Introverted vs Extroverted Business Leaders

I am an introvert. Introversion does not mean that I cannot function well in a people oriented profession; however, I have had to learn how to manage my introversion with myself and in business. My career as a speaker places me in front of people with the responsibility of leading others regularly. I have had to learn how to give my best to people, while remaining refreshed with times of retreat.

I find that many people are not sure if they are introverts or extroverts. One key distinguisher is where the individual draws their energy. Extroverts get energy from people. Introverts get energy from being away from people or with a few confidants. Extroverts are solar powered. They draw their energy from external sources, introverts are battery powered. They are recharged from within.

If you are an extrovert and find yourself leading an introvert, Lisa Petrelli, in her book An Introvert’s Guide to Success in Business and Leadership, gives three suggestions that will aid you in your understanding of introverts.

  1. Give us time to think. If you lead a group of introverts, and you throw out a suggestion, let it ruminate. Introverts do not like to process out loud, they want to think it through and then respond. Silence does not mean we do not like the idea or have nothing to say, it means we are mulling it over to give a more thoughtful response.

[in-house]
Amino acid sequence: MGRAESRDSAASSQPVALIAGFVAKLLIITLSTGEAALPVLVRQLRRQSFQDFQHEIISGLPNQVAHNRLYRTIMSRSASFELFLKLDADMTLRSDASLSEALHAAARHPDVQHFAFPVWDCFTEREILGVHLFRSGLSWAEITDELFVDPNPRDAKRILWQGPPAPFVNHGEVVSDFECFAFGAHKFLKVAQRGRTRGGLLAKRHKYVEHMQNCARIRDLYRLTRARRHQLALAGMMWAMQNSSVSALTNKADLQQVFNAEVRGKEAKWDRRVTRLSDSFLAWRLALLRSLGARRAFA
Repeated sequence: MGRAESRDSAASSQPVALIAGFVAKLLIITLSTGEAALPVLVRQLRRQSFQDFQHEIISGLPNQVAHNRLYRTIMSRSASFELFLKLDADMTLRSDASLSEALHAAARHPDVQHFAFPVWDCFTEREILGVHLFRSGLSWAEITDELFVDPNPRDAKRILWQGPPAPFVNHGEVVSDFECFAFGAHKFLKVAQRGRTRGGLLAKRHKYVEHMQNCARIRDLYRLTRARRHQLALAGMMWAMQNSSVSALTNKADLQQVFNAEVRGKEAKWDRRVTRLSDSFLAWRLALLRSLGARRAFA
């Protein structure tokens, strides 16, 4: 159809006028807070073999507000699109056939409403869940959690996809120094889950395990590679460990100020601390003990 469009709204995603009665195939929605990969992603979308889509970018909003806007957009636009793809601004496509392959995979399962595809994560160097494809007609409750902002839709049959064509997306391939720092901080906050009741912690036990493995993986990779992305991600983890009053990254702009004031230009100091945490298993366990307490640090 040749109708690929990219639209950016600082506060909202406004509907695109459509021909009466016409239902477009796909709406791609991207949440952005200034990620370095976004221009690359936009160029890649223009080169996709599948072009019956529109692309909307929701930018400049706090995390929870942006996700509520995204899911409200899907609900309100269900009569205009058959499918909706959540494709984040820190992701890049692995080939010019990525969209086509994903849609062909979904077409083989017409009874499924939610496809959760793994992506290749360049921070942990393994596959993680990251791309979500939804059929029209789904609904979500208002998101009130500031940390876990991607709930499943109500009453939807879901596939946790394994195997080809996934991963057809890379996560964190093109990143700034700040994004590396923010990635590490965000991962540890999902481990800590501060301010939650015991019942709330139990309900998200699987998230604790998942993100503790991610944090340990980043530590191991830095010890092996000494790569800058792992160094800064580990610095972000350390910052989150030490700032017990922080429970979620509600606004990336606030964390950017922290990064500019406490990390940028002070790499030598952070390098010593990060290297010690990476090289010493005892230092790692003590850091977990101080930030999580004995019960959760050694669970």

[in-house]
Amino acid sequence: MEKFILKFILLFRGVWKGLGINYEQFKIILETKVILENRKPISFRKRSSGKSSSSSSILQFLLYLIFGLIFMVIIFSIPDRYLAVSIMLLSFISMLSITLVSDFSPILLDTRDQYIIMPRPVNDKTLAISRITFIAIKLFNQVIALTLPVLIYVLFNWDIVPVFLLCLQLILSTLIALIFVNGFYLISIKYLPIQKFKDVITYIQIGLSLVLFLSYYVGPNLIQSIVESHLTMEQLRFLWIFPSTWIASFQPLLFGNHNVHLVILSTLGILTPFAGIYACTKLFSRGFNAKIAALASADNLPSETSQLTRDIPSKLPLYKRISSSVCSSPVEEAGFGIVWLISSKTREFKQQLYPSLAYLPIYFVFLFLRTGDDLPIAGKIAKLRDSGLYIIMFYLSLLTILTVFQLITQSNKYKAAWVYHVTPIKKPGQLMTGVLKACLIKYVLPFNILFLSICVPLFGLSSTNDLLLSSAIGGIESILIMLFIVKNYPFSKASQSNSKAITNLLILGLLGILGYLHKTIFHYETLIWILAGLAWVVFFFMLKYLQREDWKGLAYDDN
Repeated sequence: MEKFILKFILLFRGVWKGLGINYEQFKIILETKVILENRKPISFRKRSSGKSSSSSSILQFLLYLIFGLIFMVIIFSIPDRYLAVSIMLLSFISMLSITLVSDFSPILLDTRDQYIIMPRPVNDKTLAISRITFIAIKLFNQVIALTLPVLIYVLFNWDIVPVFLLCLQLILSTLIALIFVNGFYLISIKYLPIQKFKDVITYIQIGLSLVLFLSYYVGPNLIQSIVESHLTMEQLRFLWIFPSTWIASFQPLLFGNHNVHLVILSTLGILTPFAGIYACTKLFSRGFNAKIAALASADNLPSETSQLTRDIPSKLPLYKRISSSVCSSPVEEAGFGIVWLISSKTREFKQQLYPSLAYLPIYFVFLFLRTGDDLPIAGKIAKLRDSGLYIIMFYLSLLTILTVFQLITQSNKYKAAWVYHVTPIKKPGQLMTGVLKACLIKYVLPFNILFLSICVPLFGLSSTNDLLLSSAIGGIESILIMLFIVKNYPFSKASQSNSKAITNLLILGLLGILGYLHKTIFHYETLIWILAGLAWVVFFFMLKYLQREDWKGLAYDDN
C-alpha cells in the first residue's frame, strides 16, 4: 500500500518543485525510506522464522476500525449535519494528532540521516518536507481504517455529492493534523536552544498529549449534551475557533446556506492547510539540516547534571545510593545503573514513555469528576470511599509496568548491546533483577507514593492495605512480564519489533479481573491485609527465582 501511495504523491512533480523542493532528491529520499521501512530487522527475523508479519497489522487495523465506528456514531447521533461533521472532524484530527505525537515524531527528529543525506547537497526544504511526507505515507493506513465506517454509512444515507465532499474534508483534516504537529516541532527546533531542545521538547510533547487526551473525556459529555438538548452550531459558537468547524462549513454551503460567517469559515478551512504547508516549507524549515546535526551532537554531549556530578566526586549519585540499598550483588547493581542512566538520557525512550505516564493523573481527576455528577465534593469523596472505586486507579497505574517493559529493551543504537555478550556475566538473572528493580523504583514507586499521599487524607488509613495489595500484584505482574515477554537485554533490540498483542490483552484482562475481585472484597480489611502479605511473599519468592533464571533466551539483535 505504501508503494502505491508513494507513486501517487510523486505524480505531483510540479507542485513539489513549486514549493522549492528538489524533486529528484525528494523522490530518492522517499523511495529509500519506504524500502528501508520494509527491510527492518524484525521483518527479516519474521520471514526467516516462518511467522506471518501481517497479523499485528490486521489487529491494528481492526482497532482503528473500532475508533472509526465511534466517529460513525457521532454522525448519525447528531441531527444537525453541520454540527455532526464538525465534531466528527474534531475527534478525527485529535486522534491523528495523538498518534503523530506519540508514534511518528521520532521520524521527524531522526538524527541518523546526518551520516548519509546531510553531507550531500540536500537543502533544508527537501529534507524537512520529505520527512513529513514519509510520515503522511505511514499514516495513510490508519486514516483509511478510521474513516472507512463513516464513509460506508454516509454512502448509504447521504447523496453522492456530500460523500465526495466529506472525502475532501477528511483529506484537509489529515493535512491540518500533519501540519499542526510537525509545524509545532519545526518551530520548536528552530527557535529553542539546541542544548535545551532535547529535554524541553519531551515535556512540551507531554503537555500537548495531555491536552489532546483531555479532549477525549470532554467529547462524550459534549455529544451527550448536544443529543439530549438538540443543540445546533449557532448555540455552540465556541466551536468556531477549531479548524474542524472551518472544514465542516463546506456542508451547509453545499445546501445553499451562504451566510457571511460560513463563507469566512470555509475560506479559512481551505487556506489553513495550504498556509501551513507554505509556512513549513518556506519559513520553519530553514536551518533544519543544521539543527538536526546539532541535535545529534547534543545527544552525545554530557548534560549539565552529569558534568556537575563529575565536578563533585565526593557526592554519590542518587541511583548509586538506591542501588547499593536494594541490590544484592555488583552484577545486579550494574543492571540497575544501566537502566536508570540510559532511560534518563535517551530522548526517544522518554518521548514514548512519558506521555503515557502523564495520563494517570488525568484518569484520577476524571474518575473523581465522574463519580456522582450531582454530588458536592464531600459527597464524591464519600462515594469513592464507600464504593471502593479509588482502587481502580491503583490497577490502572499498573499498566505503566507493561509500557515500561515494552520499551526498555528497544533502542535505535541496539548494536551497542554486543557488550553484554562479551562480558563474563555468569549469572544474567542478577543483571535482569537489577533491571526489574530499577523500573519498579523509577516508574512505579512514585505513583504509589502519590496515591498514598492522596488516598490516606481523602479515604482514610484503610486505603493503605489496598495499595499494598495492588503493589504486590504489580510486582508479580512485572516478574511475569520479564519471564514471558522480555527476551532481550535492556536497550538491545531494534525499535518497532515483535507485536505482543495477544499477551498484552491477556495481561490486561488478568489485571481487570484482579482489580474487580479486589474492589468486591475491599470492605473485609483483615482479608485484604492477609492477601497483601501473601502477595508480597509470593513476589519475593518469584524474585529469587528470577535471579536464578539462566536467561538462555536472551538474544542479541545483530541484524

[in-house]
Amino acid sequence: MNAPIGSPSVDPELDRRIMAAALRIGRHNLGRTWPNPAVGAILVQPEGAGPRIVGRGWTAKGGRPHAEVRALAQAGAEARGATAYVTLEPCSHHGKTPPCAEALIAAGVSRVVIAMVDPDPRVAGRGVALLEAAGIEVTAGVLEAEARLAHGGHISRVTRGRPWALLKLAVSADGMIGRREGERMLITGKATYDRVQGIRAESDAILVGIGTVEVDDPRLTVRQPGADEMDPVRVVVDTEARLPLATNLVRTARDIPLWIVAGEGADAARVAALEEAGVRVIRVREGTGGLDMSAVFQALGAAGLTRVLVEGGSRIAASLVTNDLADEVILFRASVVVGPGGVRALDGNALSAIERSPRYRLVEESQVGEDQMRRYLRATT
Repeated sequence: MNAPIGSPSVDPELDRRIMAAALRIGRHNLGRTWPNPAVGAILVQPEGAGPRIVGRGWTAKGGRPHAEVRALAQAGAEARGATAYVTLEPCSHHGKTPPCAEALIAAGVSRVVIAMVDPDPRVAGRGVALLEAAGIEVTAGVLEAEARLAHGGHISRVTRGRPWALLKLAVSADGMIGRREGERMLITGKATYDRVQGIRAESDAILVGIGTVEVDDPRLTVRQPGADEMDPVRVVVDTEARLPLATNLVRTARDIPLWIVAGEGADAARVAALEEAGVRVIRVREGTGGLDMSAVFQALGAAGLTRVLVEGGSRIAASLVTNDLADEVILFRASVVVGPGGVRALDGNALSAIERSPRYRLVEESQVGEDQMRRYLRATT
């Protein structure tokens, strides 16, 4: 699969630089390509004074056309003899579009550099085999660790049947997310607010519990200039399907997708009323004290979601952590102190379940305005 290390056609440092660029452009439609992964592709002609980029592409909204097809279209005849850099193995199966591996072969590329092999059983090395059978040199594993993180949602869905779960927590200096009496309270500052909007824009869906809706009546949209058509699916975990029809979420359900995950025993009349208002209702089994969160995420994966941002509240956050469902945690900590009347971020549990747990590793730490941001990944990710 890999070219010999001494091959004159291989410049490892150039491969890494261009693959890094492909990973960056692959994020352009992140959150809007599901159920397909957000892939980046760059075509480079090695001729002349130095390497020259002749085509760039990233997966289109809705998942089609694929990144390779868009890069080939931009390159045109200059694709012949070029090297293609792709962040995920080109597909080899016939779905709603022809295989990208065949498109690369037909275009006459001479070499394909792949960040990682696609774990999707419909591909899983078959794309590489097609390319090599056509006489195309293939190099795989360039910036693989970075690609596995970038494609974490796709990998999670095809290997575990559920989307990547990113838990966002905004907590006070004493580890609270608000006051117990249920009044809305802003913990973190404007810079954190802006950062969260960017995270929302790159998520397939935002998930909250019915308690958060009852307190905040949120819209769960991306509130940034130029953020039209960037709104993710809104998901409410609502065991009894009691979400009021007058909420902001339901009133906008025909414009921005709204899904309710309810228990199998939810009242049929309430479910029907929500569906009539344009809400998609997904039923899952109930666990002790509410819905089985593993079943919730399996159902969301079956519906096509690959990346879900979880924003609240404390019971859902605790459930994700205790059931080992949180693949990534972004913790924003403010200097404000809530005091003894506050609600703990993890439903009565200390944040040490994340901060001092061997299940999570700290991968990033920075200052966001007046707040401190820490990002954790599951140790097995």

2. Meet with us one-on-one and in small groups. I have told my colleagues, particularly the extroverts; I do not like surprises or being put on the spot. If you are looking for an introvert’s best response, send them some thoughts in advance about your idea and you will get our very best, calculated responses. If you are unable to communicate in advance, circle back around with us after a meeting when we have had some time to reflect on the idea.
  3. Never assume. Silence means nothing. Silence does not mean that we do not like the idea or you for that matter. It usually means we are reflecting and would rather weigh the positives and negatives internally rather than in the larger group setting. There is not a right or wrong to this, though sometimes it can appear that we do not want to make a mistake.

We are each uniquely made by God who designed us for His purposes. Our goal should not be to change each other, but to celebrate our differences and use those differences together for the greatest good of our business and His Glory.

Psalm 139:14 (New Living Translation) “Thank you for making me so wonderfully complex! Your workmanship is marvelous—how well I know it.”